Who is Ghislaine Maxwell? Everything to know as she goes on trial
British socialite Ghislaine Maxwell is on trial and the media coverage around her case has increased tenfold. But who is she and what is she on trial for?
Who is she?
A well-known British socialite, Ghislaine Maxwell is the daughter of media tycoon Robert Maxwell – though it’s her associations with financier and convicted sex offender Jeffrey Epstein that have really made her a focal point of popular culture.
The youngest of nine children, she’s also rumoured to have been her father’s favourite and worked for him up until his death in the early 90s. Subsequently moving to the US, after he had passed away, it’s there that Maxwell first met Epstein. Initially, a romantic relationship, The Guardian states that it soon “evolved into something more akin to that of a close friend, confidante and personal assistant”.
Why is she on trial?
Maxwell is accused of trafficking minors for Epstein, who took his own life in a Brooklyn prison while awaiting trial in 2019. Arrested at her home on July 2, 2020, she was refused bail and has been in custody ever since.
Initially formally charged with six counts, Southern District New York officials say that she “played a critical role in helping Epstein to identify, befriend, and groom minor victims for abuse” – in some cases, she even “participated in the abuse”, they allege. Additional sex trafficking charges were added to Maxwell’s indictment in March this year.
“The rewritten indictment added a sex trafficking conspiracy and a sex trafficking charge against Maxwell. It also added a fourth girl to the allegations, saying she was sexually abused multiple times by Epstein between 2001 and 2004 at his Palm Beach, Florida, residence, beginning when she was 14 years old,” the Associated Press reported at the time.
“The indictment said Maxwell groomed the unidentified girl to engage in sex acts with Epstein through multiple means, including by giving her lingerie and hundreds of dollars in cash and by encouraging the girl to recruit other young females to provide ‘sexualized massages’ to Epstein.
“It said Maxwell ‘facilitated Jeffrey Epstein’s access to minor victims knowing that he had a sexual preference for underage girls and that he intended to engage in sexual activity with those victims’,” the article continued.
If convicted, Maxwell will face up to 35 years in prison. She, however, maintains her innocence and has pleaded not guilty to all counts.
The Prince Andrew connection
Maxwell is reportedly responsible for introducing Prince Andrew to her then-boyfriend Jeffrey Epstein in 1999. A close associate of the Duke of York, it’s unclear how the two first met themselves.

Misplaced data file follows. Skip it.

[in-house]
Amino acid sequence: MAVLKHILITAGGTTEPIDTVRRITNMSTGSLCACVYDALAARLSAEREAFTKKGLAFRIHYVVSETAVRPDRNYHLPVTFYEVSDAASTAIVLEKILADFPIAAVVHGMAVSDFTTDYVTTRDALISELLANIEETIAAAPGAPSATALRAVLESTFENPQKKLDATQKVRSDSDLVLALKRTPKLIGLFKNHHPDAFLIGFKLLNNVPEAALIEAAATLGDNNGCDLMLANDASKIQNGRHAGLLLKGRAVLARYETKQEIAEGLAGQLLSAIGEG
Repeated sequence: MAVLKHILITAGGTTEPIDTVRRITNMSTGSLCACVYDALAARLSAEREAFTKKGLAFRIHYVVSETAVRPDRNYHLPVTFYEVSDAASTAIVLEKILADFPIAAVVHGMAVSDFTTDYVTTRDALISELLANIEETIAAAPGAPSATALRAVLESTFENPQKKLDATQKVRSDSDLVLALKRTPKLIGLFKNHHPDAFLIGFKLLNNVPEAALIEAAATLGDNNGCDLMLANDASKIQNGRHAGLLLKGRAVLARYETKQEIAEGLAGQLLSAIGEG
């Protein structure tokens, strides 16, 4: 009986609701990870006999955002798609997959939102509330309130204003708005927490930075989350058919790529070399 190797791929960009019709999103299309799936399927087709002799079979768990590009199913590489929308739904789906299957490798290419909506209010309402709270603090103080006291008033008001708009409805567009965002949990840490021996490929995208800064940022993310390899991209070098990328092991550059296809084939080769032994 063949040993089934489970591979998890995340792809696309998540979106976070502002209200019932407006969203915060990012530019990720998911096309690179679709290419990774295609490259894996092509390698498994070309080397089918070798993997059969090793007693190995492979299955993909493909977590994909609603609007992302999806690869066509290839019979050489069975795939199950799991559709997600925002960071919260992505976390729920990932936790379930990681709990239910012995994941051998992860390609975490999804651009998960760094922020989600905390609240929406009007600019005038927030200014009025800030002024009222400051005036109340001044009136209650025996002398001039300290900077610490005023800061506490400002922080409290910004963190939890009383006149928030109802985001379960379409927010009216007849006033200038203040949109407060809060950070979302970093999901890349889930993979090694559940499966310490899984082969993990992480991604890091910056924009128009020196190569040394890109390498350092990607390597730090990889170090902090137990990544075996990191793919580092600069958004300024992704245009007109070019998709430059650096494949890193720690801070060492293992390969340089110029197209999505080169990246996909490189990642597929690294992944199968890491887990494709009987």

Much controversy has been caused over a photo of the prince at Ms. Maxwell’s home, in which he can be seen with his arm around 17-year-old Virginia Giuffre – one of Maxwell’s accusers. Giuffre alleges that she was trafficked by Epstein and that the Duke of York sexually assaulted her on three different occasions. Maxwell was the one to have introduced the two. In a 2019 interview with the BBC, Giuffre recounts being told by Maxwell that he had to “do for Andrew what I do for Jeffrey”.
Prince Andrew has consistently denied all allegations against him, claiming that – despite photographic evidence of the two together – he has no recollection of ever meeting her. The Duke of York has refused to publicly discuss charges against Maxwell.
One of the most highly-anticipated trials of recent years, Maxwell’s trial is now underway and expected to last approximately six weeks. Prosecutors have said that at least four women will testify against Maxwell. She will try to challenge this though with the BBC noting that a letter by her lawyer claims her accusers “might have faulty memories”.
The article continues to say that Elizabeth Loftus, a psychologist specialising in false memory, is one of the experts Maxwell’s legal team is hoping to call. Already having testified in more than 300 trials, Loftus has been involved in many other high-profile cases in her time including those for defendants such as Harvey Weinstein, Ted Bundy, and OJ Simpson.
“According to her profile on the UCI School of Social Ecology, Ms. Loftus’ research has revealed how memories can be changed by things we are told and information we subtly absorb after an event,” the BBC states.
“She will describe scientific research showing that false memories can be described with confidence, detail, and emotion, just like true memories,” the letter reads.
Asked his thoughts on the case during his time in office, former president of the United States, Donald Trump, commented, “I haven’t really been following [the case] that much. I just wish her well, frankly. I’ve met her numerous times over the years, especially since I’ve lived in Palm Beach, and I guess they lived in Palm Beach. But I wish her well, whatever it is.”
Maxwell’s trial is being held in the downtown Manhattan courtroom of US District Court Judge Alison J Nathan.